In Part 1 I explained how I pitched one series with $13,000 worth of artwork and another with two sentences on the fly, and I sold the two sentences. But why did my two-sentences sell? What was it about the concept? What made it so good? ...
In Part 1 I explained how I pitched one series with $13,000 worth of artwork and another with two sentences on the fly, and I sold the two sentences.
Why did Peter Roth buy my two-sentence pitch? What was it about the concept? What made it so good?
Quite frankly, I don't know. Which means there was a good deal of luck involved.
Peter just happened to be looking for a high-concept-live-action-one-hour-cop-show and that's just what I happened to pitch him. But I’m sure he’d heard dozens of cop pitches and didn’t buy any of them. What made mine better?
I don’t know the answer to that either. More luck, perhaps.
Unfortunately, luck cannot be studied, understood, practiced or applied. It is, by definition, what happens when one does not know what they are doing.
Hall of Fame golfer, Gary Player, often says, “The more I practice the luckier I get.” There is a lot of truth in that statement.
Writers can not only practice their writing skills, they can practice their research skills. Both will increase their “luck”.
I was lucky that Peter bought my series. But if I had asked him beforehand what he was looking for I might have learned a lot. Probably enough to have not pitched him the first concept that he passed on, and spent more time on the one that he bought.
But you can’t always ask the buyer what they want. Often you just get a meeting and the pitch is the first time you get a chance to speak with them. Regardless, it helps to learn whatever you can about what your buyer is looking for, or not looking for. You can find out their production lineup or what their audience is watching. Find out what they’ve bought, what did well and what didn’t. The more you know the more prepared you will be to pitch, and the better chance you’ll have of being “lucky”.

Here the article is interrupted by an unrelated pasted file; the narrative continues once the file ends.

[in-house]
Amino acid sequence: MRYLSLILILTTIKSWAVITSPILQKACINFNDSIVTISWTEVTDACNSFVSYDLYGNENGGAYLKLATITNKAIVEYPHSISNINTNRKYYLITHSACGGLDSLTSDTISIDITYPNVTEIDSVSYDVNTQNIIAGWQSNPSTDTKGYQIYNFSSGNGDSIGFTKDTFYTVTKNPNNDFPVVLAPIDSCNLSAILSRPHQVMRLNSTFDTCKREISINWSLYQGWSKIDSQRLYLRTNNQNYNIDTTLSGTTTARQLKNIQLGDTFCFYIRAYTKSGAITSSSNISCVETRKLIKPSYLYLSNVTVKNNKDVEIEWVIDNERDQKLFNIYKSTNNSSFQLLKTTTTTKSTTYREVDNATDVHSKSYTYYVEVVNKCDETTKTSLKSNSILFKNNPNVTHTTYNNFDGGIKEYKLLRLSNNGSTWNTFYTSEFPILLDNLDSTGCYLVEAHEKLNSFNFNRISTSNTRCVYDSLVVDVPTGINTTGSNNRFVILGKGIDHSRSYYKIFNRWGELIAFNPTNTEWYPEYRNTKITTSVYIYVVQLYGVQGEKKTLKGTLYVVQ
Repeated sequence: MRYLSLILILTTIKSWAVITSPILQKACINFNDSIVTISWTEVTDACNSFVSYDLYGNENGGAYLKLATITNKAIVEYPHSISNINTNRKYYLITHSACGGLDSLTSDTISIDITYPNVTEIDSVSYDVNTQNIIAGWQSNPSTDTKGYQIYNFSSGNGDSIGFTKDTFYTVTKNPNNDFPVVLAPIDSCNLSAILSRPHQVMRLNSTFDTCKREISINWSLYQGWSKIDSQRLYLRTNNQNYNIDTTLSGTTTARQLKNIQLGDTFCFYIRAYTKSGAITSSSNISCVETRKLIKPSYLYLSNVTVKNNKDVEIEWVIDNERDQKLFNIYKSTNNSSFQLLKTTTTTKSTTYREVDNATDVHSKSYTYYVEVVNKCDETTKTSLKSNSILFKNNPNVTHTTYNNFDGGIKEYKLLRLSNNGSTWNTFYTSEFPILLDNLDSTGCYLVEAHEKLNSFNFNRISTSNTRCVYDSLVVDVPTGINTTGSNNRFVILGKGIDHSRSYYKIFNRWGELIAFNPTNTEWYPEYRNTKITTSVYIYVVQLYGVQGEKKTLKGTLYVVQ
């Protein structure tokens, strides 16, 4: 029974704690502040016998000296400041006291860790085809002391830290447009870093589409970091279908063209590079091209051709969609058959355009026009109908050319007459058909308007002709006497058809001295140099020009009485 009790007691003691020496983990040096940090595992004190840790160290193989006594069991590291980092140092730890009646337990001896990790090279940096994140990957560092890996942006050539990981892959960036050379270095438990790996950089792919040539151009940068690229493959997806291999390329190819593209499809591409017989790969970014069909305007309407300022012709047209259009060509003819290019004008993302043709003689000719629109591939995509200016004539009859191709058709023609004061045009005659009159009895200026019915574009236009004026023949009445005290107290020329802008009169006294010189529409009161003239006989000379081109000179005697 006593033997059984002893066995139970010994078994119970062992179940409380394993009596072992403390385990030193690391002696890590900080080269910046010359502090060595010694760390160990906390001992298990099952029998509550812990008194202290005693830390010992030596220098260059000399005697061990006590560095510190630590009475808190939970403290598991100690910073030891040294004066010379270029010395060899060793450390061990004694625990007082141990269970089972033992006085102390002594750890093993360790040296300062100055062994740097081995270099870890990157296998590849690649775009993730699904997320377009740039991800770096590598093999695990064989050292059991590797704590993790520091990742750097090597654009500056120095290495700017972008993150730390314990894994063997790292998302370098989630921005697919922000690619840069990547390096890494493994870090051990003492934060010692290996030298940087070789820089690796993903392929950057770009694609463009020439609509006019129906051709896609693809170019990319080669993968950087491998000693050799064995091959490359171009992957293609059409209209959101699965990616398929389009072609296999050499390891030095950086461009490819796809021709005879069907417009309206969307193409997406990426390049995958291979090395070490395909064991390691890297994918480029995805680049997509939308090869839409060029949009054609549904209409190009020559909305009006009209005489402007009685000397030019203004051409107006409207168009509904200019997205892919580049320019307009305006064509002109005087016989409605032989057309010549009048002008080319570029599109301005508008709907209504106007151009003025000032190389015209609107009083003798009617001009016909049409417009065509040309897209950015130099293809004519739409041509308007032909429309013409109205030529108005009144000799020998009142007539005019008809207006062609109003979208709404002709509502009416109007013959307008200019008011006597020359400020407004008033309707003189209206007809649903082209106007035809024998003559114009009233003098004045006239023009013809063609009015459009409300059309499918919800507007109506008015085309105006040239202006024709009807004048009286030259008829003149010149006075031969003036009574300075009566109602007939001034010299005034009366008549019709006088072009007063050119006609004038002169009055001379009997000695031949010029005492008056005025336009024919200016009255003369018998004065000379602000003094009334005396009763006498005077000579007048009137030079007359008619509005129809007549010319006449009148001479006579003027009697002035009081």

Why maybe? Because research is not the only way to develop a good concept and sell your pitch. There is also the THIS-IS-WHAT-I’VE-CREATED-TAKE-IT-OR-LEAVE-IT method. No research. No focus groups. Just pure imagination. And if it sells, you might call it pure luck.
So what makes a great concept?
A great concept is one that sells!
Moral of the story: There is no perfect pitch and no perfect concept. So just choose a method—research or flying by the seat of your squarepants—create the best damned series (or film) concept you can, pitch it with passion—and pray.
That’s what I do.
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